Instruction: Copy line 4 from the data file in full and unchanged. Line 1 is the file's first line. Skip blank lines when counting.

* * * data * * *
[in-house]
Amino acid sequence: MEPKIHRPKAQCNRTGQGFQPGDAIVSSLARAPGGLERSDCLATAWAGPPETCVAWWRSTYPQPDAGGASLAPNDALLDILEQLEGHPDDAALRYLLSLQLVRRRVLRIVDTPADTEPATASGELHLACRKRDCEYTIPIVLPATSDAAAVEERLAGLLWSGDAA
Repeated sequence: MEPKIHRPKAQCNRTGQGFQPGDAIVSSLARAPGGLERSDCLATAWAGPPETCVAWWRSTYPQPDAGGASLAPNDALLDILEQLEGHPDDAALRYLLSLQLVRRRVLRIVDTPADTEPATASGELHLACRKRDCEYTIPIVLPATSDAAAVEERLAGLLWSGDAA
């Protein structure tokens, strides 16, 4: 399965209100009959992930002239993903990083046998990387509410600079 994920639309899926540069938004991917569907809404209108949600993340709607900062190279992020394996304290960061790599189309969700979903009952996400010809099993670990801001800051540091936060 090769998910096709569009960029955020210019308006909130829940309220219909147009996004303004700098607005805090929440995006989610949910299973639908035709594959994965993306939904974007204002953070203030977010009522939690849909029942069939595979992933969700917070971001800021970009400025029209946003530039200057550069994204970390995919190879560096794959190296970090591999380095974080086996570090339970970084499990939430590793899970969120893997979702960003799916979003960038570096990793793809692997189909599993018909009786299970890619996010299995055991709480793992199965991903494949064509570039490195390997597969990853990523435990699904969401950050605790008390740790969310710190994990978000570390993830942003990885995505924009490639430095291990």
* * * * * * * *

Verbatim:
């Protein structure tokens, strides 16, 4: 399965209100009959992930002239993903990083046998990387509410600079 994920639309899926540069938004991917569907809404209108949600993340709607900062190279992020394996304290960061790599189309969700979903009952996400010809099993670990801001800051540091936060 090769998910096709569009960029955020210019308006909130829940309220219909147009996004303004700098607005805090929440995006989610949910299973639908035709594959994965993306939904974007204002953070203030977010009522939690849909029942069939595979992933969700917070971001800021970009400025029209946003530039200057550069994204970390995919190879560096794959190296970090591999380095974080086996570090339970970084499990939430590793899970969120893997979702960003799916979003960038570096990793793809692997189909599993018909009786299970890619996010299995055991709480793992199965991903494949064509570039490195390997597969990853990523435990699904969401950050605790008390740790969310710190994990978000570390993830942003990885995505924009490639430095291990």